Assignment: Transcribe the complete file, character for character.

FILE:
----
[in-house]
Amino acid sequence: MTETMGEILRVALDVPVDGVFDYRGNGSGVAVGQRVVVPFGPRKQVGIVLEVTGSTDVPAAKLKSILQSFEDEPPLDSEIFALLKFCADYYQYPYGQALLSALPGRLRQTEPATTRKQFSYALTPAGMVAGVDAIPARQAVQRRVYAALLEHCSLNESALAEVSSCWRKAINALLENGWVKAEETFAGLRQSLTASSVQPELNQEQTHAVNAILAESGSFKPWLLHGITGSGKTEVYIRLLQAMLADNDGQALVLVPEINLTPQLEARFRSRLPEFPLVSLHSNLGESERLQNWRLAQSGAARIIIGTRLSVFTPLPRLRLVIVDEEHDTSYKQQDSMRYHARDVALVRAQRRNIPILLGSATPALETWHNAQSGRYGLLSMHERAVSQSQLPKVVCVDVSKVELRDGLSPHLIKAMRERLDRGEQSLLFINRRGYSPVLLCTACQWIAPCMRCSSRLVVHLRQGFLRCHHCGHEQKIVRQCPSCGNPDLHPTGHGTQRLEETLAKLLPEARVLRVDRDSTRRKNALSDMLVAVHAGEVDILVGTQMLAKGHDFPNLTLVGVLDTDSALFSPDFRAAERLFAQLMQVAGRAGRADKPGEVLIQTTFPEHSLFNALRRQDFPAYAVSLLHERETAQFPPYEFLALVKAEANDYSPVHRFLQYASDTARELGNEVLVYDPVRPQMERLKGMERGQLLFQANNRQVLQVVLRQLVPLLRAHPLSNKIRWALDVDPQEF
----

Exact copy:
[in-house]
Amino acid sequence: MTETMGEILRVALDVPVDGVFDYRGNGSGVAVGQRVVVPFGPRKQVGIVLEVTGSTDVPAAKLKSILQSFEDEPPLDSEIFALLKFCADYYQYPYGQALLSALPGRLRQTEPATTRKQFSYALTPAGMVAGVDAIPARQAVQRRVYAALLEHCSLNESALAEVSSCWRKAINALLENGWVKAEETFAGLRQSLTASSVQPELNQEQTHAVNAILAESGSFKPWLLHGITGSGKTEVYIRLLQAMLADNDGQALVLVPEINLTPQLEARFRSRLPEFPLVSLHSNLGESERLQNWRLAQSGAARIIIGTRLSVFTPLPRLRLVIVDEEHDTSYKQQDSMRYHARDVALVRAQRRNIPILLGSATPALETWHNAQSGRYGLLSMHERAVSQSQLPKVVCVDVSKVELRDGLSPHLIKAMRERLDRGEQSLLFINRRGYSPVLLCTACQWIAPCMRCSSRLVVHLRQGFLRCHHCGHEQKIVRQCPSCGNPDLHPTGHGTQRLEETLAKLLPEARVLRVDRDSTRRKNALSDMLVAVHAGEVDILVGTQMLAKGHDFPNLTLVGVLDTDSALFSPDFRAAERLFAQLMQVAGRAGRADKPGEVLIQTTFPEHSLFNALRRQDFPAYAVSLLHERETAQFPPYEFLALVKAEANDYSPVHRFLQYASDTARELGNEVLVYDPVRPQMERLKGMERGQLLFQANNRQVLQVVLRQLVPLLRAHPLSNKIRWALDVDPQEF